St Michael & All The Angels, Barton Turf
Whilst the church dates from the 14th century, it has elements such as the font and nave arcades that date from the 13th. It has an air of lightness about it, which is no doubt helped by its white ceiling and windows of mainly plain glass.
The church famously boasts an impressive 15th century rood screen which still retains much of its original and vibrant colour. On it is depicted the order of nine angels and three saints; St Barbara, St Apollonia and St Sitha. St Apollonia, who is shown brandishing a tooth held in a set of pincers, was a virgin martyr whose teeth were viscously pulled out in punishment for her part in a local uprising in Alexandria. Curiously she is also regarded as the patron saint of dentistry.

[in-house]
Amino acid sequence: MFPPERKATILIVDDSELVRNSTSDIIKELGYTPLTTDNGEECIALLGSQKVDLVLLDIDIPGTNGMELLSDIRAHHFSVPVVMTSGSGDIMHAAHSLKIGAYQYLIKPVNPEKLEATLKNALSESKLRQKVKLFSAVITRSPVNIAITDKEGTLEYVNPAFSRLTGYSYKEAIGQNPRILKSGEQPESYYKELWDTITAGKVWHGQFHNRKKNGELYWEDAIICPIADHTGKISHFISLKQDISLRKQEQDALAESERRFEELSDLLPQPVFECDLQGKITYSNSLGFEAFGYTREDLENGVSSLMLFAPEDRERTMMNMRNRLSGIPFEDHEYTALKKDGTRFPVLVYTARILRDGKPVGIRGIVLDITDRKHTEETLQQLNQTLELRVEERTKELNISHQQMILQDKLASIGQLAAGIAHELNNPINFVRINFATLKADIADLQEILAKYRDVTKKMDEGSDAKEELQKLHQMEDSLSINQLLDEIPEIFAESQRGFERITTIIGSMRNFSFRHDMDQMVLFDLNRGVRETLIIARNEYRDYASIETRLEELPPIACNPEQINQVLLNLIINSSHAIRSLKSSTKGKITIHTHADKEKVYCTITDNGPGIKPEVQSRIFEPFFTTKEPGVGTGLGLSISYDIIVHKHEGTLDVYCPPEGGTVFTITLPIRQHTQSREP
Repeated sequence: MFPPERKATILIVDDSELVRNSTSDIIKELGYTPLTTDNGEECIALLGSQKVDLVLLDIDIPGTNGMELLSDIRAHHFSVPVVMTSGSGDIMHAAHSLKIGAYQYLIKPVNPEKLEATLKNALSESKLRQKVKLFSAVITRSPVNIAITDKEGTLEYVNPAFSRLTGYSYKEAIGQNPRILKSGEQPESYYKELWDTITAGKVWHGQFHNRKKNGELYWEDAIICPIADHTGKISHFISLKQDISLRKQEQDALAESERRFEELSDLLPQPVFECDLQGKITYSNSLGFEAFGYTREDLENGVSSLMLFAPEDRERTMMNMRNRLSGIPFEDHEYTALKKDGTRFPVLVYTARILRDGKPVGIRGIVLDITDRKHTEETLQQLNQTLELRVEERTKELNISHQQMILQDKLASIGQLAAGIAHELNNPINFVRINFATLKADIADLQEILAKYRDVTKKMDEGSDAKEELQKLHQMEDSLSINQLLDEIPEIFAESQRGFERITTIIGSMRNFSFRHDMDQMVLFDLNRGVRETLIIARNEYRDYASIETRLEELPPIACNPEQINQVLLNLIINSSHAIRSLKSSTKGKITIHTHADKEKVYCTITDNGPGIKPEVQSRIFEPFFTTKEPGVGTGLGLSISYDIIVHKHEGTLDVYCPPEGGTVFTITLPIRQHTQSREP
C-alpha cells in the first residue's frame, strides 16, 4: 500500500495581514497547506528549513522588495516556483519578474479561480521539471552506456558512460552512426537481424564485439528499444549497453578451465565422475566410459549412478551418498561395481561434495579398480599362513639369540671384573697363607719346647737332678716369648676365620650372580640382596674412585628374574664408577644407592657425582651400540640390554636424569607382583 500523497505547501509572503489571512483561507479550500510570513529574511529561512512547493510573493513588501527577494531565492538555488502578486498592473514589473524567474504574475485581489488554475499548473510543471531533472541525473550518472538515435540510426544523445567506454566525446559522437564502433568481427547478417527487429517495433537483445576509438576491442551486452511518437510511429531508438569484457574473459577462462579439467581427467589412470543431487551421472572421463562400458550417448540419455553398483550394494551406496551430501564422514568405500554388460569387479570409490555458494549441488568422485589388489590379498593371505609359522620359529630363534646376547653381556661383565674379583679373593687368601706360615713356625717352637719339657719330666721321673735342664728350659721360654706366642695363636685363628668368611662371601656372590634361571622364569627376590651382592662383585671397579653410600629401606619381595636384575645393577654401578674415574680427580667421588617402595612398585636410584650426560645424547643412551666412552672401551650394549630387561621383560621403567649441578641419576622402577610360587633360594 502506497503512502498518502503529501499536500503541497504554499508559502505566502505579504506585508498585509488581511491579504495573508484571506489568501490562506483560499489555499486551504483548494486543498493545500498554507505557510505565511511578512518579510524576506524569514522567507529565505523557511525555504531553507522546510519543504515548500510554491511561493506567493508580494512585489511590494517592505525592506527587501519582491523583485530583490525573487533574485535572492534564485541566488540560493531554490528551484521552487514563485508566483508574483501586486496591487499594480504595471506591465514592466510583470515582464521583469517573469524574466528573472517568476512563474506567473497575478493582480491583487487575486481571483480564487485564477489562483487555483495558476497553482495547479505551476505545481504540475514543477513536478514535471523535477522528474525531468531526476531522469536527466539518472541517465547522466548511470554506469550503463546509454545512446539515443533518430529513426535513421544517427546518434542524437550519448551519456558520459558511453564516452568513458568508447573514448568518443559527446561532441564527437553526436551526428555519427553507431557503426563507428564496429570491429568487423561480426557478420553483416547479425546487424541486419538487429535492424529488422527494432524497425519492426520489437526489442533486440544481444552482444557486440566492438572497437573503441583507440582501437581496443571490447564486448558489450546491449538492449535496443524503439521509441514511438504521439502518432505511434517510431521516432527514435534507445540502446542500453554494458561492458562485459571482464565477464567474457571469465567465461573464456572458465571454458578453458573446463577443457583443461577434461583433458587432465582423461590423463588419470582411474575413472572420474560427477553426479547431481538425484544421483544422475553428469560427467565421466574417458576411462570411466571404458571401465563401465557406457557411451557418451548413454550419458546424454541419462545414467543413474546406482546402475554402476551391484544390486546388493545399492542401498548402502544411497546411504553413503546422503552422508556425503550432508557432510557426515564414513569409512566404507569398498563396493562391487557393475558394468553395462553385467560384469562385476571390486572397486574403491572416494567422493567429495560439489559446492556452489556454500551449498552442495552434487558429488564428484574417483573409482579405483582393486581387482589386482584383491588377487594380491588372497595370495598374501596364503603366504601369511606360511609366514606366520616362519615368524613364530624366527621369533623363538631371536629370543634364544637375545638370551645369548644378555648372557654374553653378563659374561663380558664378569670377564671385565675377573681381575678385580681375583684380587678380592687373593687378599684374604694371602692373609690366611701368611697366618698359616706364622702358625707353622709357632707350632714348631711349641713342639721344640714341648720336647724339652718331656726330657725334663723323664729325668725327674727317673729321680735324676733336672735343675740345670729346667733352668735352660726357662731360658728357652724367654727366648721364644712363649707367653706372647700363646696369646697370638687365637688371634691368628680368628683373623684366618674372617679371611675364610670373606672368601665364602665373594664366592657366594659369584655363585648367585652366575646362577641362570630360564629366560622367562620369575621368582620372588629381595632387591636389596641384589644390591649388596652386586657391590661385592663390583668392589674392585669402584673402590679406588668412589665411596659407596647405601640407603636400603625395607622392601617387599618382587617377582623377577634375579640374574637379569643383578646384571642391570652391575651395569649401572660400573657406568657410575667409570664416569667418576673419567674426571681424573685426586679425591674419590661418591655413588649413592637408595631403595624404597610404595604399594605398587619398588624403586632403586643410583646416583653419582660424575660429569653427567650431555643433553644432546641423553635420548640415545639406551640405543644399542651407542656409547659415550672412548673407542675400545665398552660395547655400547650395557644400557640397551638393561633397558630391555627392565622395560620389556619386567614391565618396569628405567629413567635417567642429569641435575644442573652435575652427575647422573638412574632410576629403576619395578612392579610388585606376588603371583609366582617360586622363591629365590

At the time we visited, the church was full of origami cranes hanging in garlands between the arches. The crane in Japan is seen as a mystical bird that can live for a thousand years. It is also believed you can make one special wish come true by folding one thousand paper cranes. This belief was popularised by the story of a little girl named Sadako Sasaki, who developed leukaemia after being exposed to radiation from the atomic bomb dropped on Hiroshima. Sadako is said to have begun folding cranes in order that her wish to live would come true. Sadly, she only folded 644 cranes before she died. But as a tribute to her dream, they buried her with a thousand cranes made by her classmates. This simple paper bird has now become a universal symbol of hope and healing.